Aihole Inscription Prashasti Abhilekh Pulakesin II

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Last Updated on January 3, 2022 by asoulwindow

What are Aihole Inscriptions

Aihole inscriptions or Aihole inscription of Pulakesin ii are the old written text on mostly rocks and copper plates. Also called as Prashasti or abhilekh, these early medieval inscriptions give us a good insight to the early Hindu rulers of South India and North India.

The famous Aihole inscription was issued by the great Chalukyan emperor King Pulkeshin II. It is thus also known as Aihole inscription of Pulakesin ii. It is found in the hill top Meguti Jain Temple of Aihole. Meguti temple is the top place to see in Aihole. These inscriptions also educate us about the history of Mahabharat and the Chalukyan Kings.

The Aihole 500 mentioned in the inscriptions probably indicates towards a guild responsible for building these old temples. Aihole inscriptions are also known as Aihole abhilekh or Prashasti.

The inscriptions found in Aihole, Pattadakal and Badami (especially at Mahakuta temples) educate us about the history, culture, literature (mention of poet Kalidas), history of Mahabharat, about Chalukya rulers, their family and their several political wins.

Questions on Aihole inscriptions are also often asked in the UPSC exams for IAS, IFS, PCS. This comprehensive travel guide on historic destination of Aihole will answer all your queries on this temple village of Karnataka.  

The offbeat Aihole is an easy weekend getaway from Bangalore. There are many lesser-known facts about Aihole which one can appreciate only when you pay a visit to this medieval temple town. This detailed travel guide on Aihole still gives you the best of information.

What do you mean by Prashasti?

Prashasti is nothing but other name for Aihole inscriptions. So, what were Prashastis? Well, Prashastis were composed by Hindu poets in praise of the Kings and rulers they served. Most of these Prashastis are found to be from 6th century C.E. onwards.The Prashastis ofAihole are some of the most valued inscriptions ever discovered by historians and archaeologists.  

The medieval rulers of South India were visionary and left many inscriptions in places such as Lepakshi temple in Andhra Pradesh etc which gave us an easy access to the historical records and their lives and times. Many early medieval inscriptions have been found in and around the golden circuit of Aihole, Pattadakala and Badami as well.  

These are some of the best points of attractions in Karnataka. Prashasti is also known as Aihole abhilekh or inscriptionsof Aihole.

Medieval inscription in Aihole temple

Who is Ravikriti?

Who composed the Aihole inscription? Ravikriti is the author of Badami Chalukya inscription. Ravikriti was the famous poet who served in the court of King Pulkeshin II. Ravikriti has been credited with composition of Aihole Inscription of Pulakesin II, also known as the Meguti Temple Inscription. In his eulogy for Pulakesin II, Ravikriti sings paeans in the glory of his patron King.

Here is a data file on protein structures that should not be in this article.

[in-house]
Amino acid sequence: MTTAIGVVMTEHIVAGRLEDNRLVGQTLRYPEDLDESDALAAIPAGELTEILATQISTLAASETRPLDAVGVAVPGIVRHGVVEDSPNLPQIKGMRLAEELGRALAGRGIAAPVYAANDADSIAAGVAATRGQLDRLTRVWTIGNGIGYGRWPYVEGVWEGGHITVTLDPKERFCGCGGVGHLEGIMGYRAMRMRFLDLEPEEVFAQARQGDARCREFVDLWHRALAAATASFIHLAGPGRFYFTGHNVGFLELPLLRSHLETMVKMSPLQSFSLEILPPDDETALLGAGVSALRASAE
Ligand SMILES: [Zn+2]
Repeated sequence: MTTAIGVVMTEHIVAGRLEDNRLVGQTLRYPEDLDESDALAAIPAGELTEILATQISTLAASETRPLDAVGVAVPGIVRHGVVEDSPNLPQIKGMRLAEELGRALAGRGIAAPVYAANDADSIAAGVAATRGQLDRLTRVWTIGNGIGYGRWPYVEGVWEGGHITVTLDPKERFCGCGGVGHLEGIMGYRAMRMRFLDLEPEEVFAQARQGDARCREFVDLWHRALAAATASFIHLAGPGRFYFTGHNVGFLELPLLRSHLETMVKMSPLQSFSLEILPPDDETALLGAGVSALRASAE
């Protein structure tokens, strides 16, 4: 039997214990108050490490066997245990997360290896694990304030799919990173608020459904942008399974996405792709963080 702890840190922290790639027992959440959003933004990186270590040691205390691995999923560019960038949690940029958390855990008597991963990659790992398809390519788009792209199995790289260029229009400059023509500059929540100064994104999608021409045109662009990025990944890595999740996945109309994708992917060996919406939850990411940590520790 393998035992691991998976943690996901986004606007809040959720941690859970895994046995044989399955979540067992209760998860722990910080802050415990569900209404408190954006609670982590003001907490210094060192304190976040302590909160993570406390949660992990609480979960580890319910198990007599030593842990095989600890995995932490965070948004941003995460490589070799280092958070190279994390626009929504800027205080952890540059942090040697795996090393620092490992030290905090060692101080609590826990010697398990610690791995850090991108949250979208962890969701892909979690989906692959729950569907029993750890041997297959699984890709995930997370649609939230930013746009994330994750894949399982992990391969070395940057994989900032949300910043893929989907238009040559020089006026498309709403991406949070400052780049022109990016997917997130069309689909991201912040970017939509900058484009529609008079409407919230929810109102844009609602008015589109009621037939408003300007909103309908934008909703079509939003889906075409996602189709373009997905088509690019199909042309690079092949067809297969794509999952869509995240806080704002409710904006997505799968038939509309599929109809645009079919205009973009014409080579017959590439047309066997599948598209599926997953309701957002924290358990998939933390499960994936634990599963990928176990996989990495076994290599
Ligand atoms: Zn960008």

Isn’t it incredible that the poetic verses also known as inscriptions or Shilalekh of Ravikirti, can still be read by tourists in Aihole.

From the grammatical perfection, purity of Sanskrit in the inscriptions and polished language of Ravikriti, we can now conclude that Ravikriti was one of the best and highly ranked prashasti writers and court poets of his times in the Chalukya era.

Luckily, the poetic flourish of Ravikriti has survived the test of time and barbaric attacks by uneducated Islamic plunderers and invaders. All Indians and Hindus must visit the scenic hill top Meguti temple of Aihole to appreciate the work of historical Hindu poets such as Kabir Das, Kalidas, Bharavi and Ravikriti. Do you know anything more about Ravikriti? Tell me in the comment section!

Also read: Which Muslim invader destroyed the Martand temple in Srinagar?

Soul Window Thoughts

As I circled around the Meguti temple, perched on a hilltop, a passing thought made me ruminate. Ravikirti, the court poet of the famous Chalukyan King, Pulakesin II will always be remembered in the annals of history, thanks to the well preserved Aihole inscription.

I am not sure how many people will even remember my travel blog A Soul Window after I am gone. Not that I am comparing myself with Ravikriti, eh! At present, not only my travel blog A Soul Window has been listed as Top Travel Blog of India multiple times but it has also been ranked as No.1 travel blog of India.

When was Aihole inscription written?

This eulogy which takes 19 lines to write, dates back to 634-635 C.E.  or as written in the Aihole inscription: Saka Samvat 556 (Hindu lunar calendar). It clearly mentions that the Meguti temple was built 3735 years after the Bharata war or battle of Kurukshetra of Mahabharat. This is why we clearly know the date when Aihole inscription were written and Meguti temple was built.